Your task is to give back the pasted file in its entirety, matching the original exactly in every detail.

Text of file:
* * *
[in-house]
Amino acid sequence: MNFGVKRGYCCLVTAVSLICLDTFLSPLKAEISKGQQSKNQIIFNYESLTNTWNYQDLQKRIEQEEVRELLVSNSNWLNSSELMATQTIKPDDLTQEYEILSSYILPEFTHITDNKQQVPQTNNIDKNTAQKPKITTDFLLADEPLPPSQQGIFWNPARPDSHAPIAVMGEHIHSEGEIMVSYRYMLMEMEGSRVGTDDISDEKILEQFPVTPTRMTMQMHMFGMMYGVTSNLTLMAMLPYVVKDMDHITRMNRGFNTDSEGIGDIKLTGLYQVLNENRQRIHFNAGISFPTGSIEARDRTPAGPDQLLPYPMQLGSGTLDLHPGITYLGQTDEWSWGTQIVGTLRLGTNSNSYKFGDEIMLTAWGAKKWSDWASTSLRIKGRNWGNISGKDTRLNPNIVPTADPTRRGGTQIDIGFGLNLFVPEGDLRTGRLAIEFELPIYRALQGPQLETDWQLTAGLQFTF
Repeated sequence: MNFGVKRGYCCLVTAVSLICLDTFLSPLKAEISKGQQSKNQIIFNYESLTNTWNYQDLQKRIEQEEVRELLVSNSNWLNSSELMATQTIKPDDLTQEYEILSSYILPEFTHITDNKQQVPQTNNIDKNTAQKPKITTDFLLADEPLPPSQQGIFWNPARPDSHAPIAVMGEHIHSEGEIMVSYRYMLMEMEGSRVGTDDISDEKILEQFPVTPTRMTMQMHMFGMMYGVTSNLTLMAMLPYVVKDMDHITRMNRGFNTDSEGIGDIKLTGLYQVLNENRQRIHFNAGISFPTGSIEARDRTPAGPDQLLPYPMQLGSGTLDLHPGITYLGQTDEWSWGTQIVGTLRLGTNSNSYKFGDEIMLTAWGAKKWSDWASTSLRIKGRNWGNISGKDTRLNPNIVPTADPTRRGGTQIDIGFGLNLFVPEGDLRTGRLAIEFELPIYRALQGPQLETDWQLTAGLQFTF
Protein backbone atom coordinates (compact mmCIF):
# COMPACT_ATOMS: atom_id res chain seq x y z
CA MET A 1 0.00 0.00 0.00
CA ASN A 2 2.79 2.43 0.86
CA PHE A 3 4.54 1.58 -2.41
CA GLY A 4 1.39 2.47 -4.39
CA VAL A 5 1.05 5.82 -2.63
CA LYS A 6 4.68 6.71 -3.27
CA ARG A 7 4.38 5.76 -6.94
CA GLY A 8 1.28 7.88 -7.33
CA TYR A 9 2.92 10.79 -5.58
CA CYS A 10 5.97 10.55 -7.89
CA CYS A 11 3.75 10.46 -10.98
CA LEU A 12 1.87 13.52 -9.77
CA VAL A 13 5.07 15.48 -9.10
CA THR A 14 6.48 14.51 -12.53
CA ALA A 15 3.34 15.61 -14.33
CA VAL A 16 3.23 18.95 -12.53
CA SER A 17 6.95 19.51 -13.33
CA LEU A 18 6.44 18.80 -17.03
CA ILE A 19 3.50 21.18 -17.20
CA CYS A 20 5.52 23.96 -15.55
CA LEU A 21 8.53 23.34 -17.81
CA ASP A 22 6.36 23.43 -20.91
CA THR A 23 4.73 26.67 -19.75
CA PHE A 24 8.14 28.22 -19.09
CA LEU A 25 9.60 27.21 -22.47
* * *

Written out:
[in-house]
Amino acid sequence: MNFGVKRGYCCLVTAVSLICLDTFLSPLKAEISKGQQSKNQIIFNYESLTNTWNYQDLQKRIEQEEVRELLVSNSNWLNSSELMATQTIKPDDLTQEYEILSSYILPEFTHITDNKQQVPQTNNIDKNTAQKPKITTDFLLADEPLPPSQQGIFWNPARPDSHAPIAVMGEHIHSEGEIMVSYRYMLMEMEGSRVGTDDISDEKILEQFPVTPTRMTMQMHMFGMMYGVTSNLTLMAMLPYVVKDMDHITRMNRGFNTDSEGIGDIKLTGLYQVLNENRQRIHFNAGISFPTGSIEARDRTPAGPDQLLPYPMQLGSGTLDLHPGITYLGQTDEWSWGTQIVGTLRLGTNSNSYKFGDEIMLTAWGAKKWSDWASTSLRIKGRNWGNISGKDTRLNPNIVPTADPTRRGGTQIDIGFGLNLFVPEGDLRTGRLAIEFELPIYRALQGPQLETDWQLTAGLQFTF
Repeated sequence: MNFGVKRGYCCLVTAVSLICLDTFLSPLKAEISKGQQSKNQIIFNYESLTNTWNYQDLQKRIEQEEVRELLVSNSNWLNSSELMATQTIKPDDLTQEYEILSSYILPEFTHITDNKQQVPQTNNIDKNTAQKPKITTDFLLADEPLPPSQQGIFWNPARPDSHAPIAVMGEHIHSEGEIMVSYRYMLMEMEGSRVGTDDISDEKILEQFPVTPTRMTMQMHMFGMMYGVTSNLTLMAMLPYVVKDMDHITRMNRGFNTDSEGIGDIKLTGLYQVLNENRQRIHFNAGISFPTGSIEARDRTPAGPDQLLPYPMQLGSGTLDLHPGITYLGQTDEWSWGTQIVGTLRLGTNSNSYKFGDEIMLTAWGAKKWSDWASTSLRIKGRNWGNISGKDTRLNPNIVPTADPTRRGGTQIDIGFGLNLFVPEGDLRTGRLAIEFELPIYRALQGPQLETDWQLTAGLQFTF
Protein backbone atom coordinates (compact mmCIF):
# COMPACT_ATOMS: atom_id res chain seq x y z
CA MET A 1 0.00 0.00 0.00
CA ASN A 2 2.79 2.43 0.86
CA PHE A 3 4.54 1.58 -2.41
CA GLY A 4 1.39 2.47 -4.39
CA VAL A 5 1.05 5.82 -2.63
CA LYS A 6 4.68 6.71 -3.27
CA ARG A 7 4.38 5.76 -6.94
CA GLY A 8 1.28 7.88 -7.33
CA TYR A 9 2.92 10.79 -5.58
CA CYS A 10 5.97 10.55 -7.89
CA CYS A 11 3.75 10.46 -10.98
CA LEU A 12 1.87 13.52 -9.77
CA VAL A 13 5.07 15.48 -9.10
CA THR A 14 6.48 14.51 -12.53
CA ALA A 15 3.34 15.61 -14.33
CA VAL A 16 3.23 18.95 -12.53
CA SER A 17 6.95 19.51 -13.33
CA LEU A 18 6.44 18.80 -17.03
CA ILE A 19 3.50 21.18 -17.20
CA CYS A 20 5.52 23.96 -15.55
CA LEU A 21 8.53 23.34 -17.81
CA ASP A 22 6.36 23.43 -20.91
CA THR A 23 4.73 26.67 -19.75
CA PHE A 24 8.14 28.22 -19.09
CA LEU A 25 9.60 27.21 -22.47